8. Navigate the Droitwich Ring – setting off from Drifters’ narrowboat hire base at Worcester on the beautiful River Severn, canal boat holiday makers can navigate the Droitwich Ring, the only waterway cruising ring in Europe which can be completed on a short break (three or four nights). The restoration of the Droitwich Canals was completed in 2011, reconnecting them to the Worcester & Birmingham Canal and the River Severn, and creating a 21-mile loop with 33 locks along the way, that can be completed in just less than 15 hours.

    9. Potter through the Scottish lowlands to Linlithgow – from Drifters’ canal boat hire base at the Falkirk Wheel boat lift, it’s a peaceful five-hour cruise along the Union Canal to the historic town of Linlithgow – perfect for a short break. The route begins by passing over the 35-metre high Falkirk Wheel – the world’s first rotating boat lift and then passes through two tunnels and two aqueducts, and on through miles of peaceful countryside before reaching Linlithgow. Once there, narrowboat holiday-makers can visit the beautifully preserved remains of Linlithgow Palace on the shores of Linlithgow Loch, the birthplace of Mary Queen of Scots, and sample some of the town’s excellent eateries.

    10. Glide through the Peak District to Cheddleton and back – on a short break from Drifters’ Peak District narrowboat hire base at Etruria in Stoke on Trent, you can travel into the Peak District along the beautiful Caldon Canal, reaching Cheddleton Flint Mill in around eight hours, passing through 12 locks and travelling just over 11 miles. As the Caldon Canal leaves Stoke, it begins to pass through gently rolling hills and wooded areas, past old mills and then alongside the stunning River Churnet. At Denford, the Hollybush Inn is popular with boaters and at Consall Forge, the secluded Black Lion pub serves good food and real ales.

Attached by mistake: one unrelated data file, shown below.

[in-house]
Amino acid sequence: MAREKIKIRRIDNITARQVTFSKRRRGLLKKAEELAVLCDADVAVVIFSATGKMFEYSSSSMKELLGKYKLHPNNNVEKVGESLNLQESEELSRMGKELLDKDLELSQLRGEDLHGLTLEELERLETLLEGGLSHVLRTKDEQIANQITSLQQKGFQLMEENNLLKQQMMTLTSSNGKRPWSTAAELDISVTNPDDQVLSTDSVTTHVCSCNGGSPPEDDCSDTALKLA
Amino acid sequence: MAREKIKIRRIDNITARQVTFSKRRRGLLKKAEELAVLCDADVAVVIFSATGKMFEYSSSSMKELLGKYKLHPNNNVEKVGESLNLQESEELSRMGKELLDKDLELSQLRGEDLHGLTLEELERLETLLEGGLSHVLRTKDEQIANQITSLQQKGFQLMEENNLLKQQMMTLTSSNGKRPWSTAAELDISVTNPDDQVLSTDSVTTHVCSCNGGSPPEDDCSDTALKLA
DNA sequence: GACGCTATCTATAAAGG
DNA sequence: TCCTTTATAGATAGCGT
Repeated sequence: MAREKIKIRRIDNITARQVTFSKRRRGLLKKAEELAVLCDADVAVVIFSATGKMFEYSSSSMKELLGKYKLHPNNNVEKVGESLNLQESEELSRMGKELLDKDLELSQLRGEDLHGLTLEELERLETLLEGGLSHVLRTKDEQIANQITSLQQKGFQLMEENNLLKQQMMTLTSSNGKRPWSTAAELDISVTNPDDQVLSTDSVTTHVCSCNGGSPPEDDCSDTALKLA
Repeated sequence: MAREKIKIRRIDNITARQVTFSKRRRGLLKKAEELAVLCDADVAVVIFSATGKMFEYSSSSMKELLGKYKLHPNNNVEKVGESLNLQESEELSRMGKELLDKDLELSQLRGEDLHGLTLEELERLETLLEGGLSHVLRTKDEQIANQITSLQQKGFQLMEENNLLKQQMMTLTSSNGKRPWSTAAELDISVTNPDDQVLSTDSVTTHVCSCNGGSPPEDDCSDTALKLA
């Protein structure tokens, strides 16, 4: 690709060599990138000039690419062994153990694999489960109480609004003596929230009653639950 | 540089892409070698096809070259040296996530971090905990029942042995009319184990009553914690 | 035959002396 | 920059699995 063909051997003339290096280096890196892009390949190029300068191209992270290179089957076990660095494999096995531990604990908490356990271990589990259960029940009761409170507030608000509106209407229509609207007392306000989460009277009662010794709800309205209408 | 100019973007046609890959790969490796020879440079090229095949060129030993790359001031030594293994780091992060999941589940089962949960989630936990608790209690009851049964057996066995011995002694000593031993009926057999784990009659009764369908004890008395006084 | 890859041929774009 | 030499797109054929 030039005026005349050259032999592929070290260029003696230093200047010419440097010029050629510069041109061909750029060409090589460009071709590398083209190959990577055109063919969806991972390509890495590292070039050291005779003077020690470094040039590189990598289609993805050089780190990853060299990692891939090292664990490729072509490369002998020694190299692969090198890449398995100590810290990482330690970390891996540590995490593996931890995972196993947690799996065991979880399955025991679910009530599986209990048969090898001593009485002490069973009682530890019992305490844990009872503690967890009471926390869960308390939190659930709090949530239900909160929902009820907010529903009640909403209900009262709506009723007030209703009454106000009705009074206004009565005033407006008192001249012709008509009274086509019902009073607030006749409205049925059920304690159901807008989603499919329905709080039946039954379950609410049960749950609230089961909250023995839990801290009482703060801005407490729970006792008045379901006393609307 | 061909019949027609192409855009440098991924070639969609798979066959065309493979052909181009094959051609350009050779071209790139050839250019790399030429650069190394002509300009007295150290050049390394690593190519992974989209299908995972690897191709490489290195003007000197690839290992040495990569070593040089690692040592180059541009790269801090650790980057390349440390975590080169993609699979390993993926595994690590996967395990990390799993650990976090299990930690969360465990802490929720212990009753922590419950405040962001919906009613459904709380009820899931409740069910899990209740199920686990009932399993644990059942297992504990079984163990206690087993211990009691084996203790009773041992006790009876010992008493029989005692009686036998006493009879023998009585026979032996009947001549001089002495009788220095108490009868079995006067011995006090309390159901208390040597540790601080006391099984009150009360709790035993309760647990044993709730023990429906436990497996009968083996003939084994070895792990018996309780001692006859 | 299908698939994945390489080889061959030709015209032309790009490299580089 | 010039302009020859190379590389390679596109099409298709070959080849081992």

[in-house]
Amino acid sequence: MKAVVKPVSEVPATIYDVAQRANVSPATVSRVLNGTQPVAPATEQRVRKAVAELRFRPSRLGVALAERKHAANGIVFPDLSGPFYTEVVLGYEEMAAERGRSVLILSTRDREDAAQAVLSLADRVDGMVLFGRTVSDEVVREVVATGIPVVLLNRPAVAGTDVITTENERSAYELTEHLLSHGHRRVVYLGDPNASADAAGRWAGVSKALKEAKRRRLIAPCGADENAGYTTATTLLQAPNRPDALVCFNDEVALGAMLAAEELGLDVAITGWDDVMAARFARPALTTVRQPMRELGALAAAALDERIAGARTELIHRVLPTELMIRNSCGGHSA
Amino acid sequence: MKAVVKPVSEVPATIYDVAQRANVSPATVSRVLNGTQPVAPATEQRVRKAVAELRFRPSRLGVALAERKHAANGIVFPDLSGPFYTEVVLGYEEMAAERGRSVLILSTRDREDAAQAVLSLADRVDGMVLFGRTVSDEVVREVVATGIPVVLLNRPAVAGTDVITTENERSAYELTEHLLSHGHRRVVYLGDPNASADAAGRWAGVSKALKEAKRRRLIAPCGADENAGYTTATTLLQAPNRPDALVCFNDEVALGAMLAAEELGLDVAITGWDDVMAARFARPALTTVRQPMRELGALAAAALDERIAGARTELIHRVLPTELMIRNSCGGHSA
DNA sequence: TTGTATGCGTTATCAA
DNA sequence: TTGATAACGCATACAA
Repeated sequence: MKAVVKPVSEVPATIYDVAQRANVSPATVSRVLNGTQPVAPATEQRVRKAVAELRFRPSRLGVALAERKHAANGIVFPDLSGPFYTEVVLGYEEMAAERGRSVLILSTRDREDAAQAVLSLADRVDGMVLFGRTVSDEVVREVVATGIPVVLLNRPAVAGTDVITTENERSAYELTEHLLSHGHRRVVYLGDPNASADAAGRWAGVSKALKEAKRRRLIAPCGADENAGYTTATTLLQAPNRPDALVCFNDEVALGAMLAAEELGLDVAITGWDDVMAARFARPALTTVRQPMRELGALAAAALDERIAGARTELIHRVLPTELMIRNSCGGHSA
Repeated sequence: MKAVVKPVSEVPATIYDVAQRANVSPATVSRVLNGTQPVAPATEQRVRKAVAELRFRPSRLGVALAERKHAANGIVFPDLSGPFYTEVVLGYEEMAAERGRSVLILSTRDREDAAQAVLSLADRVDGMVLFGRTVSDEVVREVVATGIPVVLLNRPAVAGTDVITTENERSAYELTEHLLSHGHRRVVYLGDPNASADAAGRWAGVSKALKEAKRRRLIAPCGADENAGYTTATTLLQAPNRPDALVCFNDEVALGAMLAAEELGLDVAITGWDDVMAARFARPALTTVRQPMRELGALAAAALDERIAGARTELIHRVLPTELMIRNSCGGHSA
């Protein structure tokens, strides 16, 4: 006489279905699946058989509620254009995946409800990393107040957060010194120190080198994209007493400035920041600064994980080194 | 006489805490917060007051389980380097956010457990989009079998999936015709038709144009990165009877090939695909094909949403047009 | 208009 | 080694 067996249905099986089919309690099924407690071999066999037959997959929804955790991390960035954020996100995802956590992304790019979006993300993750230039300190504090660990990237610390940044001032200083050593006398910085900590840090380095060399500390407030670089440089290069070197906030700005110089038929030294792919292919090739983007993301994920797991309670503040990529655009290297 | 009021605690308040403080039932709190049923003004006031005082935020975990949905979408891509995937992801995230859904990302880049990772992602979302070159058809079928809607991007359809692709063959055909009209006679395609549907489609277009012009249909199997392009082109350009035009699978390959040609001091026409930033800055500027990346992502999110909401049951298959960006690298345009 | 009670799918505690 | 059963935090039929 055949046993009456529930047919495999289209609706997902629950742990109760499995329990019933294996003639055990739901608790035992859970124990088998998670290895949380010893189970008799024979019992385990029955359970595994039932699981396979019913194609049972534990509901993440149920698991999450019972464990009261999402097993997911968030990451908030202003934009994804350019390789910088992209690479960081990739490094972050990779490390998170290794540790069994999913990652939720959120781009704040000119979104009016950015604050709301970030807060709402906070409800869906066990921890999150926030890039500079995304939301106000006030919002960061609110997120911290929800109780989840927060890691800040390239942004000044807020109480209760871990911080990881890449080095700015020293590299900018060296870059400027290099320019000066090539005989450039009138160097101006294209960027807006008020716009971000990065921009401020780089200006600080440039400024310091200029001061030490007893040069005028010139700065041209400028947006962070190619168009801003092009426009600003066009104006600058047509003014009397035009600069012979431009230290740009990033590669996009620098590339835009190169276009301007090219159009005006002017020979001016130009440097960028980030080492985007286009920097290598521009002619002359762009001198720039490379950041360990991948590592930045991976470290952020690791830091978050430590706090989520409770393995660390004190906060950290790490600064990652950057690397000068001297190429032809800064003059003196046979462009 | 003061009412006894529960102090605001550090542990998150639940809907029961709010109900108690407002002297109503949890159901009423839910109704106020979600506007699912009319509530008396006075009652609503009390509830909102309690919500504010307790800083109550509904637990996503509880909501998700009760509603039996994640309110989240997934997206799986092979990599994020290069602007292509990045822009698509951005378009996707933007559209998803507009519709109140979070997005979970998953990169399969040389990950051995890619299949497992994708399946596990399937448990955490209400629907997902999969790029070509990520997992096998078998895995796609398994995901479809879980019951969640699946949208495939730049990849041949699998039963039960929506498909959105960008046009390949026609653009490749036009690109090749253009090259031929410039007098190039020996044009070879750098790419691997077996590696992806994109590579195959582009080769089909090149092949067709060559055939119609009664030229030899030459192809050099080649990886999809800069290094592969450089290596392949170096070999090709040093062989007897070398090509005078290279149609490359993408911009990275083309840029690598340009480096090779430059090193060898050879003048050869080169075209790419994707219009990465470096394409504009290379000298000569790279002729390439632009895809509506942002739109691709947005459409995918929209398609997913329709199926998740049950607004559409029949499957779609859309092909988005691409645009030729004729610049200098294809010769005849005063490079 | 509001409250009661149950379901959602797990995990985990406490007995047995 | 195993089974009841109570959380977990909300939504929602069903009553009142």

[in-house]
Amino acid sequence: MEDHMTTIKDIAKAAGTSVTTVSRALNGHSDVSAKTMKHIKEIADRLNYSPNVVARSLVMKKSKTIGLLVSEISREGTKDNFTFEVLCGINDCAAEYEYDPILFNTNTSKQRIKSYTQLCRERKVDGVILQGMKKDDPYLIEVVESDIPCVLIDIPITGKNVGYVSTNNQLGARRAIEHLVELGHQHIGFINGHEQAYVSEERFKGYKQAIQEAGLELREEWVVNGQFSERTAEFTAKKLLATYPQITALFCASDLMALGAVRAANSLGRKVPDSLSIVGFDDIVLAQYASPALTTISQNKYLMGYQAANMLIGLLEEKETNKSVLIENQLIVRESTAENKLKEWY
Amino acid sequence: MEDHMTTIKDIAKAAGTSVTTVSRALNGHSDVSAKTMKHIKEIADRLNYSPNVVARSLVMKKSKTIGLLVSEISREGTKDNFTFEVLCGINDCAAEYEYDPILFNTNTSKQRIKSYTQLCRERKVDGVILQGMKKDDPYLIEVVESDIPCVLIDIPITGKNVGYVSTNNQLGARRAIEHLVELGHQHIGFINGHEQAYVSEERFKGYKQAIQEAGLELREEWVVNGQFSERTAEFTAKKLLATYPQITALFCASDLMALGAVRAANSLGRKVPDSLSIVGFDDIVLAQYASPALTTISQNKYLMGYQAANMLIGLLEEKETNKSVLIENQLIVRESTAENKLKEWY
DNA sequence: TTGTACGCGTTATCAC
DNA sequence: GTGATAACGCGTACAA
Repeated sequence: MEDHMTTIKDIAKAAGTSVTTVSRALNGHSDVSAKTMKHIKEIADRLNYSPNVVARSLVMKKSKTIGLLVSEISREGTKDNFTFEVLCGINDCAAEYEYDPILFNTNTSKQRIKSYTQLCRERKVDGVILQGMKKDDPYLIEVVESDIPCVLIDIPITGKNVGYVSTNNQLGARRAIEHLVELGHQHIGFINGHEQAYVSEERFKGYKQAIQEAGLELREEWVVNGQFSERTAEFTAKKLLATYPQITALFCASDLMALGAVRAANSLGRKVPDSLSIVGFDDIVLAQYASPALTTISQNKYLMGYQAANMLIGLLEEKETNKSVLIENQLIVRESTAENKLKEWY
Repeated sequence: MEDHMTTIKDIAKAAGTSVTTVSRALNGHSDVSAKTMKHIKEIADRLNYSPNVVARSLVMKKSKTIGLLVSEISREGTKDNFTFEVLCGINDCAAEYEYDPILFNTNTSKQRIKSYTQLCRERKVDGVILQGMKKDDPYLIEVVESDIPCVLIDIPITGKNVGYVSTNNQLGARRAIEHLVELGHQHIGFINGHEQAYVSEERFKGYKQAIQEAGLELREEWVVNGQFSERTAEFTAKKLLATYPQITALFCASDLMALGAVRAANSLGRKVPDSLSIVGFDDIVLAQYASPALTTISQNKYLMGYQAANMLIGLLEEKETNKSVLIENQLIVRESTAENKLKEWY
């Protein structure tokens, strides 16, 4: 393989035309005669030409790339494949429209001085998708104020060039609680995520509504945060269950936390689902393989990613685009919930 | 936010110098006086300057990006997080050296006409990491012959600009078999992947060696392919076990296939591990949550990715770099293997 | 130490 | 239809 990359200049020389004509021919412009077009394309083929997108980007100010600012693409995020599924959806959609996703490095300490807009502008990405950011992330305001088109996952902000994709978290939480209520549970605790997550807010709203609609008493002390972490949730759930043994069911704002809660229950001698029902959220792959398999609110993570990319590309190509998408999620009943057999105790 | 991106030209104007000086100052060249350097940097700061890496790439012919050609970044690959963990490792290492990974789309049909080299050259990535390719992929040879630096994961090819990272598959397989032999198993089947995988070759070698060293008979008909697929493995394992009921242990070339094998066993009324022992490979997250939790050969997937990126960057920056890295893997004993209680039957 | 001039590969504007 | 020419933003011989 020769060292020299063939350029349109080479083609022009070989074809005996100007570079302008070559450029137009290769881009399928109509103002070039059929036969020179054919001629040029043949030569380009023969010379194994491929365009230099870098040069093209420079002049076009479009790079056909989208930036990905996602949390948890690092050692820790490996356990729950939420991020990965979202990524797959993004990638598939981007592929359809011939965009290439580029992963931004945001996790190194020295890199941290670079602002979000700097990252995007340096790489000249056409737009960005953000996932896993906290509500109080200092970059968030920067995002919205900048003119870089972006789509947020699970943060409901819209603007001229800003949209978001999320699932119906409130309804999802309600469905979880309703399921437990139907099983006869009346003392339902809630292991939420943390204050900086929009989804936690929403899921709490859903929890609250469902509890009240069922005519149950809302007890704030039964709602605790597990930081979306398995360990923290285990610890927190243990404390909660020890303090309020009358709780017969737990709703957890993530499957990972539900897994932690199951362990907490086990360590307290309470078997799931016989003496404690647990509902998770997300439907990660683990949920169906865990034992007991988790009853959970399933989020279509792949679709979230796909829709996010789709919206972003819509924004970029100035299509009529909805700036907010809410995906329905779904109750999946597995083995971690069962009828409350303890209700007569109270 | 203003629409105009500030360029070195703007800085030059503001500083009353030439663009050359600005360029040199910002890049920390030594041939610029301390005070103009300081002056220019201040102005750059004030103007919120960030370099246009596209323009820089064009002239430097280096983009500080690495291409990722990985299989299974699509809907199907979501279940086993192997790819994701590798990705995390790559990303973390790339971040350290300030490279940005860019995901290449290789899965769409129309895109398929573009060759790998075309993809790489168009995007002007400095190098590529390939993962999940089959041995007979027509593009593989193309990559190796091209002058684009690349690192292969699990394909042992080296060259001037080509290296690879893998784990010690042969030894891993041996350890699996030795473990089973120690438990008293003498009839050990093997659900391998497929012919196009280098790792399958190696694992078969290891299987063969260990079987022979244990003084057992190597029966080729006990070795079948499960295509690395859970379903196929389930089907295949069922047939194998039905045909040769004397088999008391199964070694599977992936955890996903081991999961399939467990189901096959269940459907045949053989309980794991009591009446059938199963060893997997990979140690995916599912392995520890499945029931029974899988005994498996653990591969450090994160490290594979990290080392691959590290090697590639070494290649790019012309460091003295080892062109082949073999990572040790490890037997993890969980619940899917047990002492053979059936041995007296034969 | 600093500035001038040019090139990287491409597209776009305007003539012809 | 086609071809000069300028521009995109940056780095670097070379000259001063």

Visit the Montgomery Canal

    Canal Boat Holiday Bucket List

    The ‘Seven Wonders of the Waterways’ was compiled over 60 years ago by Robert Aickman, co-founder of the Inland Waterways Association, and published in his book ‘Know Your Waterways’. Here at Drifters, we’ve added the Falkirk Wheel in Scotland (which opened in 2002) to make the perfect Canal Boat Holidays Bucket List:

    1. The Pontcysyllte Aqueduct – carrying the Llangollen Canal 38 metres (126ft) high above the River Dee, the awesome World Heritage Status Pontcysyllte Aqueduct is the highest and longest aqueduct in Britain. Built between 1795 and 1805, it has 18 magnificent stone piers, supporting a 307-metre (1007ft) long trough for the canal to run through. With not even a hand rail on the south side of the aqueduct to obscure the views of the breath-taking Dee Valley below, boaters literally feel like they are floating above the earth! Drifters has a canal boat hire base on the Llangollen Canal at Trevor in North Wales, just a five-minute cruise from the Pontcysyllte Aqueduct.

    2. The Anderton Boat Lift – also known as ‘The Cathedral of the Canals’ this extraordinary structure raises boats 15 metres (50ft) from the River Weaver to the Trent & Mersey Canal. Designed by Edwin Clark and opened in 1875, it consists of two caissons, each large enough to take a barge or pair of narrowboats. In 1983 problems with the mechanism caused the lift to close but after a Heritage Lottery Funded restoration, it reopened in 2002. Drifters has a narrowboat hire base on the Trent & Mersey Canal at Anderton, right next to the Lift.